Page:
Area residents are invited to learn more about radon and receive a free radon test kit during presentations offered by the Clark County Cooperative Extension in December.
Most people associate lung cancer with smoking, but the leading cause of lung cancer for nonsmokers is radon. Although smokers have a higher risk of radon-induced lung cancer than nonsmokers, about 21,000 people die each year in the U.S. of lung cancer caused by indoor radon exposure. The radon health risk is highly preventable, yet few people know about the radon risk or have their homes tested for it.
Radon is a radioactive gas. It comes from the natural decay of uranium in soil and enters homes through foundation cracks, openings and some of the porous materials used to construct foundations and floors of homes. It is an odorless, colorless, invisible gas that can reach harmful levels when trapped indoors. Radon can enter any home, old or new. The only way to know what the radon levels are inside your home is to measure them.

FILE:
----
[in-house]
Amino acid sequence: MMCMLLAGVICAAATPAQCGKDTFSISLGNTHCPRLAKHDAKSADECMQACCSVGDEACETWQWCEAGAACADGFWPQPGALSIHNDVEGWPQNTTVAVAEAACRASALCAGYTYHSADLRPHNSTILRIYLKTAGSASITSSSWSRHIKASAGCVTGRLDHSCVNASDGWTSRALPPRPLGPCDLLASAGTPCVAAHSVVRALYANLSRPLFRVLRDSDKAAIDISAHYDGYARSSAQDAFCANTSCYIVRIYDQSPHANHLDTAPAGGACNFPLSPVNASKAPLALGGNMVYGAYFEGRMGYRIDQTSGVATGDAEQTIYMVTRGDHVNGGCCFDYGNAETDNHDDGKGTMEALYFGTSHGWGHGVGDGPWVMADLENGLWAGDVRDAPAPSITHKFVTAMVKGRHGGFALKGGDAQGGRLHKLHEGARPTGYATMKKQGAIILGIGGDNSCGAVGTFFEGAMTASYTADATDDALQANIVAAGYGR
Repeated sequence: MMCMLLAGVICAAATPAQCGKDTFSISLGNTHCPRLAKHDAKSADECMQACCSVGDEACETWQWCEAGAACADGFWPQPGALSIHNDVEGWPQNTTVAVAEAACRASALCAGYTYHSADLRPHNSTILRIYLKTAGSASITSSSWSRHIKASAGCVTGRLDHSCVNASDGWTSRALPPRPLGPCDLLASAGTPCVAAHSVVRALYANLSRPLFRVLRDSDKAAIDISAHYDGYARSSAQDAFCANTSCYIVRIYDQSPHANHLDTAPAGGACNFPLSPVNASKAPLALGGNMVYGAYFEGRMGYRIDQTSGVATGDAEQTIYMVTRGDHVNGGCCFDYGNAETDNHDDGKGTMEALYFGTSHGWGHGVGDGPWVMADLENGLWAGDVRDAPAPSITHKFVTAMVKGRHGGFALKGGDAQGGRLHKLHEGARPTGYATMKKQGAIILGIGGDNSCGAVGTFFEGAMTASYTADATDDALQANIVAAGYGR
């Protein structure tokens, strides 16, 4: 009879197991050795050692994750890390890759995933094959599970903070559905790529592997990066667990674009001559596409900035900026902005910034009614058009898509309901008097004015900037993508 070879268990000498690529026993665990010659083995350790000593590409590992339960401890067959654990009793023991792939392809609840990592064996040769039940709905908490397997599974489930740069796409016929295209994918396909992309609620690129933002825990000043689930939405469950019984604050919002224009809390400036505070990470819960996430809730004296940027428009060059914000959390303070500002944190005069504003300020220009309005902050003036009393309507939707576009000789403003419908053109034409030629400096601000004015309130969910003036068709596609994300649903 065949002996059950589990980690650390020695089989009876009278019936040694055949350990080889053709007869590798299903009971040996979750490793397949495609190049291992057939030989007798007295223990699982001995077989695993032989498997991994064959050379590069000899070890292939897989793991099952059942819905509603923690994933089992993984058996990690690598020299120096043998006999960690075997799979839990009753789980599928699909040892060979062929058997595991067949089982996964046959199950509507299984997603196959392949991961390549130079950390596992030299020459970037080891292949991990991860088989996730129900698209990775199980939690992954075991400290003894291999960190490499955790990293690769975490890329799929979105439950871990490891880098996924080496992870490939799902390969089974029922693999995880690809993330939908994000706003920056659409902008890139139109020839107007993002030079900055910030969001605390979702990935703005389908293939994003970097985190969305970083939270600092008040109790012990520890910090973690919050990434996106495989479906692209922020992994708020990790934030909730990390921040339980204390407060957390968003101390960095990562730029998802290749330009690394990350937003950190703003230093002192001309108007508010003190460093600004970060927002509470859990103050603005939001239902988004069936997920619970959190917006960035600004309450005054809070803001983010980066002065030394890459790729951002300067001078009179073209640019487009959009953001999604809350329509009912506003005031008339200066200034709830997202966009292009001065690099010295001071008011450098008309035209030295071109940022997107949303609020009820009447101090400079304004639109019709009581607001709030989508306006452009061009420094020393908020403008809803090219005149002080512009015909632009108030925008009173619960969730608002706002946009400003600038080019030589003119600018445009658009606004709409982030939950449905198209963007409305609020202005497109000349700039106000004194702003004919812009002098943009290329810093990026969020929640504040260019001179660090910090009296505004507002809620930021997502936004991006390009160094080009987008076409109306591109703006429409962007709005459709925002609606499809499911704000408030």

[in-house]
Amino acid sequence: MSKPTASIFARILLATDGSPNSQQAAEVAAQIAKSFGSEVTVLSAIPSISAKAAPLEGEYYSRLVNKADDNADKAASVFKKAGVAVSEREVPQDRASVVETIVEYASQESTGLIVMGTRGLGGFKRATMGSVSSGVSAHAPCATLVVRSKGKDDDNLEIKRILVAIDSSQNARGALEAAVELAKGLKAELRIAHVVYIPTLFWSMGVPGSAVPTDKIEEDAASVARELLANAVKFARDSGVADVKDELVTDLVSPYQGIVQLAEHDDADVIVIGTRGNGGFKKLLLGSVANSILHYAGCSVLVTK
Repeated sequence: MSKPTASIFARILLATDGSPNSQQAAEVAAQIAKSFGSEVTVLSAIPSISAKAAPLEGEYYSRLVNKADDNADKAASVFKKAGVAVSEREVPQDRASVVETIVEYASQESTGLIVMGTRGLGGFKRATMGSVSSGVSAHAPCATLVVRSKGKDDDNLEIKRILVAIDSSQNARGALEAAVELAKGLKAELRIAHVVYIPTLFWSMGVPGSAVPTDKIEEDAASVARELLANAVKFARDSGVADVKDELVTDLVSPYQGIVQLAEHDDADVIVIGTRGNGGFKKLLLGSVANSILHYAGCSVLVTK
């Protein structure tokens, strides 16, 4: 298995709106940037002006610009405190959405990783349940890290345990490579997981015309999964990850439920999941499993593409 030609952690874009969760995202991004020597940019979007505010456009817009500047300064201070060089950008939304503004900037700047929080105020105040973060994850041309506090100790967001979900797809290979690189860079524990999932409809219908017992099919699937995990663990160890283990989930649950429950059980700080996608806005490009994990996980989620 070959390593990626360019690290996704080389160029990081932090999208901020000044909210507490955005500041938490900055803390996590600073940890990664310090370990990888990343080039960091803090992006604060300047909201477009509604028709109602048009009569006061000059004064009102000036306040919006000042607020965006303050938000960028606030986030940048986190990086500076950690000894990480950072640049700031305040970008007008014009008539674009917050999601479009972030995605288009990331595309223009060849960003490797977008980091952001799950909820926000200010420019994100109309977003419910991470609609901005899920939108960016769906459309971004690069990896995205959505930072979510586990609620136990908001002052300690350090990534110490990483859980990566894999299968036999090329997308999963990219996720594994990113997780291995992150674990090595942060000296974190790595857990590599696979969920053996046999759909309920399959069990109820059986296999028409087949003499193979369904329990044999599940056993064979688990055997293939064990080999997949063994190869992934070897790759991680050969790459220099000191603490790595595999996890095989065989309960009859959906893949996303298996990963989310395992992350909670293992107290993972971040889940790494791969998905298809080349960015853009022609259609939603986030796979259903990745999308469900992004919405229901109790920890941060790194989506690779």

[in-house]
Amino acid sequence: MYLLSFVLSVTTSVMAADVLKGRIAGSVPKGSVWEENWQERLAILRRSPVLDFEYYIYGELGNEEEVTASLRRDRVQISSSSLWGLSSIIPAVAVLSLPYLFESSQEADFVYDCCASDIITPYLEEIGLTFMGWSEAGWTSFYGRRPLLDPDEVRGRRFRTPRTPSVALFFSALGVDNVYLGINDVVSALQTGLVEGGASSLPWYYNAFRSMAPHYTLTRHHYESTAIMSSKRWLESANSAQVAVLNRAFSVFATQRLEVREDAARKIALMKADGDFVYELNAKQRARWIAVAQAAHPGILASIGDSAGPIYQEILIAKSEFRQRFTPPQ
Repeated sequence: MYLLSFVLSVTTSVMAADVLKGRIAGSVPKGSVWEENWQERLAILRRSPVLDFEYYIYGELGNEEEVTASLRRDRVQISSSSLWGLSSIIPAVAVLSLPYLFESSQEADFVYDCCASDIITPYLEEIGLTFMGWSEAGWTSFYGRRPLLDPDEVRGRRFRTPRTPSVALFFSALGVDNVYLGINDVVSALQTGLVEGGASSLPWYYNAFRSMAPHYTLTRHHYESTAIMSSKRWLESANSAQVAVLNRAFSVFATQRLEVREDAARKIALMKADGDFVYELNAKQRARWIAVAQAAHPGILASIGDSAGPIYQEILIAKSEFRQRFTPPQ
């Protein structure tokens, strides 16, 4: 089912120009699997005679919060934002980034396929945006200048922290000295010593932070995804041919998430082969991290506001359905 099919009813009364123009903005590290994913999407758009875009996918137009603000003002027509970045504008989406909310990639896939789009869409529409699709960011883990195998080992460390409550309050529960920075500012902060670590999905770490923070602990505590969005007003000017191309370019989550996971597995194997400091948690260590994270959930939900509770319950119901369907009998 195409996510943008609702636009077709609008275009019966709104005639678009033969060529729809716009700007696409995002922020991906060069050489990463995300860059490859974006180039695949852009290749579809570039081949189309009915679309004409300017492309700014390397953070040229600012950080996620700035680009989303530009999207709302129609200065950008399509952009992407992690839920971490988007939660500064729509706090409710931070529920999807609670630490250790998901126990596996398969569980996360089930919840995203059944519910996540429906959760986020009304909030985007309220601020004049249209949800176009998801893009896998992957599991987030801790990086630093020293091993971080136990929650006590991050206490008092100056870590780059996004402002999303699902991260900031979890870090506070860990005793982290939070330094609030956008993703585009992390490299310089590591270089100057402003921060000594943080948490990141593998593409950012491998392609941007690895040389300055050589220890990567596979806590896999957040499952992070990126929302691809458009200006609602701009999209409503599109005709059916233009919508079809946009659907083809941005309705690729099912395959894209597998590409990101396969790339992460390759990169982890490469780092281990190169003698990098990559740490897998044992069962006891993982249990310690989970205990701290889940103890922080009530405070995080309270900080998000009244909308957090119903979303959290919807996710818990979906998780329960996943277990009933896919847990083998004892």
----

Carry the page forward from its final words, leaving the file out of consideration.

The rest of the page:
"Winter is the ideal time to test your home for radon as most of us keep our homes closed up during cold weather," said Laura Au-Yeung, the Southern Area Radon Program coordinator.
Radon awareness seminars are scheduled for:
Dec. 8, noon, West Las Vegas Library, 951 Lake Mead Blvd.;
Dec. 15, 11 a.m., Whitney Library, 5175 E. Tropicana Ave.;
Dec. 17, 2 p.m., Clark County Library, 1401 E. Flamingo Road,.
For your first test, it is best to use the short-term test kit, which remains in your home from two to four days. It contains activated charcoal that absorbs radon and provides extremely accurate results. If you do find high levels of radon in your home, the EPA recommends a follow-up test, as radon levels fluctuate naturally. Depending upon the result of the screening test, a long-term test may be recommended.
If you do have elevated levels of radon in your home, most problems can be fixed for a cost similar to that of many common home repairs. It is best to have the problems addressed by a qualified professional.